Drug trafficker escapes death sentence under amended Misuse of Drugs Act
SINGAPORE: A 29-year-old man has escaped the gallows for drug trafficking as he satisfied the twin requirements for the discretionary death sentence, in the first capital case prosecuted under the amended Misuse of Drugs Act which came into effect in January.
His co-accused, 27-year-old Muhammad Ridzuan Md Ali, who was convicted of the same charges, was sentenced to death as he did not fulfil the requirements.
Abdul Haleem Abdul Karim was convicted of trafficking in a Class ‘A’ controlled drug – which carries the mandatory death penalty – and possessing drugs for the purposes of trafficking.
However, Justice Tay Yong Kwang ruled that Abdul Haleem satisfied the condition of having only played the role of courier, and the condition of providing “substantive assistance”. Justice Tay eventually sentenced him to life imprisonment and the maximum 24 strokes of the cane.
Abdul Haleem has been issued with a Certificate of Cooperation by Attorney-General Steven Chong stating that he had “substantively assisted CNB in disrupting drug trafficking activities” within Singapore.
An Attorney-General Chambers spokesperson said: “As DPM (Deputy Prime Minister) Teo highlighted in Parliament, the certificate mechanism was developed with a view to assisting in Singapore’s broader enforcement efforts and to keep drugs out of Singapore.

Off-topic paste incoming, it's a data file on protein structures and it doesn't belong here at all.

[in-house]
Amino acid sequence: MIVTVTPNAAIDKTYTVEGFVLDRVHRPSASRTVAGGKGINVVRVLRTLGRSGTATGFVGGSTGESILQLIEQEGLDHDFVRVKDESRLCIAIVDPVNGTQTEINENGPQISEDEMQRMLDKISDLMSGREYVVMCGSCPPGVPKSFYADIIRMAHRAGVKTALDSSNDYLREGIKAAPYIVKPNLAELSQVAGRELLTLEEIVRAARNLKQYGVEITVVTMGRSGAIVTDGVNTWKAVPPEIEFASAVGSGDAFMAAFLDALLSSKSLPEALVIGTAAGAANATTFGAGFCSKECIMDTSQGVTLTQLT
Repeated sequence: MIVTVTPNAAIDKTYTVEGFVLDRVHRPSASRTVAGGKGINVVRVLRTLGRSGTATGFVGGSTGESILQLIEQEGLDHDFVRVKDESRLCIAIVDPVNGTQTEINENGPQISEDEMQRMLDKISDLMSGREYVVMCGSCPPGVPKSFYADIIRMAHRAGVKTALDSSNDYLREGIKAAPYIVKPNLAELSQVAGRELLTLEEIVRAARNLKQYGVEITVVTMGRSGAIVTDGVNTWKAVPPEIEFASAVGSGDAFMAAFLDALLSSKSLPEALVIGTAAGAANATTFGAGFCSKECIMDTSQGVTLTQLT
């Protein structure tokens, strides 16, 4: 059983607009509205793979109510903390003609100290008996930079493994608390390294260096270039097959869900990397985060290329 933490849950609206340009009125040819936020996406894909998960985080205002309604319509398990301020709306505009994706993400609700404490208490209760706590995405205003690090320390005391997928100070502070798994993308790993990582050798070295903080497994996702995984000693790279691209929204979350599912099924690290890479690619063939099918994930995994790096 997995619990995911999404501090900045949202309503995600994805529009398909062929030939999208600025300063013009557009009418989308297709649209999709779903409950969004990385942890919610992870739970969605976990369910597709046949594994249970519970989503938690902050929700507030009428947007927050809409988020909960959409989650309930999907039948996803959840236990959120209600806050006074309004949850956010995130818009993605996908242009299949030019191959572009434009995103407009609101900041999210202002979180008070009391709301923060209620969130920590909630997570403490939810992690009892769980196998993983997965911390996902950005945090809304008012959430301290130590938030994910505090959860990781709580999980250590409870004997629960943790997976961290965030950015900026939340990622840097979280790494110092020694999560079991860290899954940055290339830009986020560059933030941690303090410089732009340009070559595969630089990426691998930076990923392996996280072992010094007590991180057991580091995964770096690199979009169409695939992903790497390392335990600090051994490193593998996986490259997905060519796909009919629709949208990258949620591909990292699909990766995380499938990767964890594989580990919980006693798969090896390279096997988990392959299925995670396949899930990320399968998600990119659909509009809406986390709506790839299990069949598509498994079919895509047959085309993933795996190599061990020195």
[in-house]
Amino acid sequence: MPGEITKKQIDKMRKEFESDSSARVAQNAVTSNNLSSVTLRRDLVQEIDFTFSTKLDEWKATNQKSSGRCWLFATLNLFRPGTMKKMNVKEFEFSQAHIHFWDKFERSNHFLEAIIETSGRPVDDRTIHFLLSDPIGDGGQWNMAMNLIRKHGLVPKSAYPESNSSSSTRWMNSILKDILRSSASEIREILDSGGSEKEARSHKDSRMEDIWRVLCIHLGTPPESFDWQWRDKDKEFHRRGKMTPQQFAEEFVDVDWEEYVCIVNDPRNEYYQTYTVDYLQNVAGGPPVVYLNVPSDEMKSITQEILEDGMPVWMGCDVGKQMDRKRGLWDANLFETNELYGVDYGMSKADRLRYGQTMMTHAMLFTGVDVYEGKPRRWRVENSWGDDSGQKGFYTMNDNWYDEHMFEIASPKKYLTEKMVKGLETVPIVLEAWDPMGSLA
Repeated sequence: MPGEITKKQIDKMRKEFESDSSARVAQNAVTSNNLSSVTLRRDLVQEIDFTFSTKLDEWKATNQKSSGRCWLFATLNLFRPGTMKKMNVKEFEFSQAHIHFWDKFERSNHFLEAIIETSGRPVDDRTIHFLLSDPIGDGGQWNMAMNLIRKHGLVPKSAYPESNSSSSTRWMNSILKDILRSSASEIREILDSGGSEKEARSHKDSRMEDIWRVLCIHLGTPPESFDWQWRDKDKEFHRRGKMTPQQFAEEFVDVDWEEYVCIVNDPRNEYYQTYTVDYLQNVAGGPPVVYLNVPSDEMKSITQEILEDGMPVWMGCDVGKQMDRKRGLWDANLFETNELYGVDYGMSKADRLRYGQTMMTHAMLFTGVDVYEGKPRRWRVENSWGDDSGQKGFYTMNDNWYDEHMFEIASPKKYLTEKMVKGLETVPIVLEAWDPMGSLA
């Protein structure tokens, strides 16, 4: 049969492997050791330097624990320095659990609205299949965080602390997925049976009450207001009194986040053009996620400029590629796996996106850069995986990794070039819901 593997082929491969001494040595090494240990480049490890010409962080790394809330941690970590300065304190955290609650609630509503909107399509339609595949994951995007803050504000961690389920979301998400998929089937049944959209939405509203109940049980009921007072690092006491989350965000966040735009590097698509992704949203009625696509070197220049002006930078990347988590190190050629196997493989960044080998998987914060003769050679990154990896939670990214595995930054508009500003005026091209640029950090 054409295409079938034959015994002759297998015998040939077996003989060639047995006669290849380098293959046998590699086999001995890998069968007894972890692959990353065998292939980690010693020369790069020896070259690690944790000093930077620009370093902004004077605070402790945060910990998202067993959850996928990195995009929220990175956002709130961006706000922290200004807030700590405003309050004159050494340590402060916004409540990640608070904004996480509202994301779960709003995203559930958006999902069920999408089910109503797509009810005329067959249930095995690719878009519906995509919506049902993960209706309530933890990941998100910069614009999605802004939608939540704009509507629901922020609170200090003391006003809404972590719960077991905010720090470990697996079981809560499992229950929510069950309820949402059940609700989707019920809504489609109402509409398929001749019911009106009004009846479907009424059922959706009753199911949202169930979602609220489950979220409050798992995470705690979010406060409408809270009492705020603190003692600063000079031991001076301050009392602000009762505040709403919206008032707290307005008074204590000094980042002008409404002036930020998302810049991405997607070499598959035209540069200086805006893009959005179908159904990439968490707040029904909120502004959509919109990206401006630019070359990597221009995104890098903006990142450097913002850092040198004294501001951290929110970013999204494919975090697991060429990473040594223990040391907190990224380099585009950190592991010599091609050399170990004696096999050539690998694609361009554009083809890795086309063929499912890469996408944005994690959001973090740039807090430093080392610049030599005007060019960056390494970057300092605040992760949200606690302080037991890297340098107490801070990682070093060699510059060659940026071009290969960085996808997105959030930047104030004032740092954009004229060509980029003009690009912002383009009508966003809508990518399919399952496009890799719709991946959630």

“The information provided may assist to dismantle drug syndicates or facilitate the arrest or prosecution of syndicate members, particularly members higher up in such syndicates.”
The spokesperson added that there are ongoing cases involving offences under the Misuse of Drugs Act before the court for which the certificate “may be relevant”.
“Whether a certificate would be issued will be assessed on the facts of each case and whether the individual concerned has ‘substantively assisted’ in disrupting drug trafficking activities in Singapore or elsewhere,” the spokesperson said.
The Misuse of Drugs Act was amended in 2012 together with the Penal Code to remove the mandatory death penalty for certain types of homicide and drug trafficking offences, in a move to “temper justice with mercy”.
Apart from meeting the condition of being only a courier, a drug trafficker must either have cooperated with the Central Narcotics Bureau in a substantive way, or have a mental disability which substantially impairs his appreciation of the gravity of the act.
Abdul Haleem and Muhammad Ridzuan were arrested on May 6 2010, and were charged with having not less than 72.50 grams of diamorphine in possession for the purpose of trafficking and having in possession for the purposes of trafficking no more than 14.99 grams of diamorphine.
Deputy Public Prosecutor Shahla Iqbal noted that Abdul Haleem “took a consistent stance” as set out in his statements and under cross-examinations, and was “observed to be a truthful and straightforward witness”.
Source: Channel News Asia